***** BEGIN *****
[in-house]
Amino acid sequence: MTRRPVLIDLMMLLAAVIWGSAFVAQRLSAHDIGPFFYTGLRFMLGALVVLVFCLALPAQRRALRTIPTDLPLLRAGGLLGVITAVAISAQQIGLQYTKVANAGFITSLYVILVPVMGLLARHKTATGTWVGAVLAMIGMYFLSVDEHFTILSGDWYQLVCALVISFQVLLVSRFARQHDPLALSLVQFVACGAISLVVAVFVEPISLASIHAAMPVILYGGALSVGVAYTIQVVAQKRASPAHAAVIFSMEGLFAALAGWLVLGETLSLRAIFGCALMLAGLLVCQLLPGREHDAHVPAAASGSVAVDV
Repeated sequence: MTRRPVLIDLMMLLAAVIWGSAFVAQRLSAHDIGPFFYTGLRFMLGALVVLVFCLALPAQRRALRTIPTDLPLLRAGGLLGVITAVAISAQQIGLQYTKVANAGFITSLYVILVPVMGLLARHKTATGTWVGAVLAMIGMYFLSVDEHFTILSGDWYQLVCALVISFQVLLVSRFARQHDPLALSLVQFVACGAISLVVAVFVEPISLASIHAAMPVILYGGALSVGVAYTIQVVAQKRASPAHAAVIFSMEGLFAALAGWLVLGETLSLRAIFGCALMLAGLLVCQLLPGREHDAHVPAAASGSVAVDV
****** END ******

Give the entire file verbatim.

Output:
[in-house]
Amino acid sequence: MTRRPVLIDLMMLLAAVIWGSAFVAQRLSAHDIGPFFYTGLRFMLGALVVLVFCLALPAQRRALRTIPTDLPLLRAGGLLGVITAVAISAQQIGLQYTKVANAGFITSLYVILVPVMGLLARHKTATGTWVGAVLAMIGMYFLSVDEHFTILSGDWYQLVCALVISFQVLLVSRFARQHDPLALSLVQFVACGAISLVVAVFVEPISLASIHAAMPVILYGGALSVGVAYTIQVVAQKRASPAHAAVIFSMEGLFAALAGWLVLGETLSLRAIFGCALMLAGLLVCQLLPGREHDAHVPAAASGSVAVDV
Repeated sequence: MTRRPVLIDLMMLLAAVIWGSAFVAQRLSAHDIGPFFYTGLRFMLGALVVLVFCLALPAQRRALRTIPTDLPLLRAGGLLGVITAVAISAQQIGLQYTKVANAGFITSLYVILVPVMGLLARHKTATGTWVGAVLAMIGMYFLSVDEHFTILSGDWYQLVCALVISFQVLLVSRFARQHDPLALSLVQFVACGAISLVVAVFVEPISLASIHAAMPVILYGGALSVGVAYTIQVVAQKRASPAHAAVIFSMEGLFAALAGWLVLGETLSLRAIFGCALMLAGLLVCQLLPGREHDAHVPAAASGSVAVDV